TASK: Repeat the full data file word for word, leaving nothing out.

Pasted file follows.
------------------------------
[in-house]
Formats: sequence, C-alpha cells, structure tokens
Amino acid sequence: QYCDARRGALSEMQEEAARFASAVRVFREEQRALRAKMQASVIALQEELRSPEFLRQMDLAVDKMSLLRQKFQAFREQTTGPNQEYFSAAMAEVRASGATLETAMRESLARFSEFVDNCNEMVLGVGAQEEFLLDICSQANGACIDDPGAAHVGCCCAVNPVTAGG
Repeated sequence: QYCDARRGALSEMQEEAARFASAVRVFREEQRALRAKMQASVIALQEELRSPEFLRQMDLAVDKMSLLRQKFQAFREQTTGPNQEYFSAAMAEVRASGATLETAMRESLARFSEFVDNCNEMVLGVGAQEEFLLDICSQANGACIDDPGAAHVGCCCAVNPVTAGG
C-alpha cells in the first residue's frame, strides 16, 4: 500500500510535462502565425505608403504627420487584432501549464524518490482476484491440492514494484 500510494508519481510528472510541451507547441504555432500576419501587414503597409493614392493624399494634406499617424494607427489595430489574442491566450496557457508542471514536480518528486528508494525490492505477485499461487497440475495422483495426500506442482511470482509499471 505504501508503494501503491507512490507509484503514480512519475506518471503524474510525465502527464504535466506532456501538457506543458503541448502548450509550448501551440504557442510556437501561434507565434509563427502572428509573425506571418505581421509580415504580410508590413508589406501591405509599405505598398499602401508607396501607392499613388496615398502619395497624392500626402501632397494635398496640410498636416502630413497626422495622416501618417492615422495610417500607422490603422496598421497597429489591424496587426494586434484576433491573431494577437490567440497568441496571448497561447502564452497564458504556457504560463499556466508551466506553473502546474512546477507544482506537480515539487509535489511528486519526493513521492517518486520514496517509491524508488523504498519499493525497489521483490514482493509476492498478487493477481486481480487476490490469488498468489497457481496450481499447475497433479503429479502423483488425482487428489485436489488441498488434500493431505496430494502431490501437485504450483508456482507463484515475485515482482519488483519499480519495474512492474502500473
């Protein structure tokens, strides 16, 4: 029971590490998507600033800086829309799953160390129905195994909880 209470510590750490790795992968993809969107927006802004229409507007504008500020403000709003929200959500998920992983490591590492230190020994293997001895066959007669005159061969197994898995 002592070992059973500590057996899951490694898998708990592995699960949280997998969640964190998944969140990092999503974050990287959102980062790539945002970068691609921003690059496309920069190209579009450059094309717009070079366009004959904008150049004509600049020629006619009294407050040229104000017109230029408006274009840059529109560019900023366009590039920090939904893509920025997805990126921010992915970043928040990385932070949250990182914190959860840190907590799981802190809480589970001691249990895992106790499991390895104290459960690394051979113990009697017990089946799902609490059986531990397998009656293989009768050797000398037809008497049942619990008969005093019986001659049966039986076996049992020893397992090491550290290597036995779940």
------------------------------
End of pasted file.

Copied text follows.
[in-house]
Formats: sequence, C-alpha cells, structure tokens
Amino acid sequence: QYCDARRGALSEMQEEAARFASAVRVFREEQRALRAKMQASVIALQEELRSPEFLRQMDLAVDKMSLLRQKFQAFREQTTGPNQEYFSAAMAEVRASGATLETAMRESLARFSEFVDNCNEMVLGVGAQEEFLLDICSQANGACIDDPGAAHVGCCCAVNPVTAGG
Repeated sequence: QYCDARRGALSEMQEEAARFASAVRVFREEQRALRAKMQASVIALQEELRSPEFLRQMDLAVDKMSLLRQKFQAFREQTTGPNQEYFSAAMAEVRASGATLETAMRESLARFSEFVDNCNEMVLGVGAQEEFLLDICSQANGACIDDPGAAHVGCCCAVNPVTAGG
C-alpha cells in the first residue's frame, strides 16, 4: 500500500510535462502565425505608403504627420487584432501549464524518490482476484491440492514494484 500510494508519481510528472510541451507547441504555432500576419501587414503597409493614392493624399494634406499617424494607427489595430489574442491566450496557457508542471514536480518528486528508494525490492505477485499461487497440475495422483495426500506442482511470482509499471 505504501508503494501503491507512490507509484503514480512519475506518471503524474510525465502527464504535466506532456501538457506543458503541448502548450509550448501551440504557442510556437501561434507565434509563427502572428509573425506571418505581421509580415504580410508590413508589406501591405509599405505598398499602401508607396501607392499613388496615398502619395497624392500626402501632397494635398496640410498636416502630413497626422495622416501618417492615422495610417500607422490603422496598421497597429489591424496587426494586434484576433491573431494577437490567440497568441496571448497561447502564452497564458504556457504560463499556466508551466506553473502546474512546477507544482506537480515539487509535489511528486519526493513521492517518486520514496517509491524508488523504498519499493525497489521483490514482493509476492498478487493477481486481480487476490490469488498468489497457481496450481499447475497433479503429479502423483488425482487428489485436489488441498488434500493431505496430494502431490501437485504450483508456482507463484515475485515482482519488483519499480519495474512492474502500473
């Protein structure tokens, strides 16, 4: 029971590490998507600033800086829309799953160390129905195994909880 209470510590750490790795992968993809969107927006802004229409507007504008500020403000709003929200959500998920992983490591590492230190020994293997001895066959007669005159061969197994898995 002592070992059973500590057996899951490694898998708990592995699960949280997998969640964190998944969140990092999503974050990287959102980062790539945002970068691609921003690059496309920069190209579009450059094309717009070079366009004959904008150049004509600049020629006619009294407050040229104000017109230029408006274009840059529109560019900023366009590039920090939904893509920025997805990126921010992915970043928040990385932070949250990182914190959860840190907590799981802190809480589970001691249990895992106790499991390895104290459960690394051979113990009697017990089946799902609490059986531990397998009656293989009768050797000398037809008497049942619990008969005093019986001659049966039986076996049992020893397992090491550290290597036995779940």